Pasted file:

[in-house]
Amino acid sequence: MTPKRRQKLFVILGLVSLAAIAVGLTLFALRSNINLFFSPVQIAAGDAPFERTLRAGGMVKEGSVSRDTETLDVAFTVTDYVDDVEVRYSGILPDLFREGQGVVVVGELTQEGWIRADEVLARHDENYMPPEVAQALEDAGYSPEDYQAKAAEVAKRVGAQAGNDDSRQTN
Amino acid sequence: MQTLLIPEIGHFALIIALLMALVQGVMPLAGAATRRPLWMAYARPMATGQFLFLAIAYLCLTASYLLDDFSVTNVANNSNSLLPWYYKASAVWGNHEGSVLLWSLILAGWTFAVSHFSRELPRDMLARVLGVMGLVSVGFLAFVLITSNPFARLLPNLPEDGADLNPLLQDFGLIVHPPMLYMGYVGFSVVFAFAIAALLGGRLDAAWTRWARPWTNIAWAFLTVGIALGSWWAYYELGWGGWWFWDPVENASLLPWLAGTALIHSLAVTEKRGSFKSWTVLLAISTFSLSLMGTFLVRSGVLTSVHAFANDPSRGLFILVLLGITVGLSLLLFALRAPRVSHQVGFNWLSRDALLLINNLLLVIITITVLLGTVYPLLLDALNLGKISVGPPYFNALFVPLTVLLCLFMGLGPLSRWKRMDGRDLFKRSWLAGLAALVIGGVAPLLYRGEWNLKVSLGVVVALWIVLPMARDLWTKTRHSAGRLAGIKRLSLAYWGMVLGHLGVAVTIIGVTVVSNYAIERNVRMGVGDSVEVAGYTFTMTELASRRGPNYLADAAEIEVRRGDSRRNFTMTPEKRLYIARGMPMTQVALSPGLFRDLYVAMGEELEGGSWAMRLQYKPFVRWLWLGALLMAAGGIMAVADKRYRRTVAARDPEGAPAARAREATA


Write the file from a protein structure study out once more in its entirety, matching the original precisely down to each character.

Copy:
[in-house]
Amino acid sequence: MTPKRRQKLFVILGLVSLAAIAVGLTLFALRSNINLFFSPVQIAAGDAPFERTLRAGGMVKEGSVSRDTETLDVAFTVTDYVDDVEVRYSGILPDLFREGQGVVVVGELTQEGWIRADEVLARHDENYMPPEVAQALEDAGYSPEDYQAKAAEVAKRVGAQAGNDDSRQTN
Amino acid sequence: MQTLLIPEIGHFALIIALLMALVQGVMPLAGAATRRPLWMAYARPMATGQFLFLAIAYLCLTASYLLDDFSVTNVANNSNSLLPWYYKASAVWGNHEGSVLLWSLILAGWTFAVSHFSRELPRDMLARVLGVMGLVSVGFLAFVLITSNPFARLLPNLPEDGADLNPLLQDFGLIVHPPMLYMGYVGFSVVFAFAIAALLGGRLDAAWTRWARPWTNIAWAFLTVGIALGSWWAYYELGWGGWWFWDPVENASLLPWLAGTALIHSLAVTEKRGSFKSWTVLLAISTFSLSLMGTFLVRSGVLTSVHAFANDPSRGLFILVLLGITVGLSLLLFALRAPRVSHQVGFNWLSRDALLLINNLLLVIITITVLLGTVYPLLLDALNLGKISVGPPYFNALFVPLTVLLCLFMGLGPLSRWKRMDGRDLFKRSWLAGLAALVIGGVAPLLYRGEWNLKVSLGVVVALWIVLPMARDLWTKTRHSAGRLAGIKRLSLAYWGMVLGHLGVAVTIIGVTVVSNYAIERNVRMGVGDSVEVAGYTFTMTELASRRGPNYLADAAEIEVRRGDSRRNFTMTPEKRLYIARGMPMTQVALSPGLFRDLYVAMGEELEGGSWAMRLQYKPFVRWLWLGALLMAAGGIMAVADKRYRRTVAARDPEGAPAARAREATA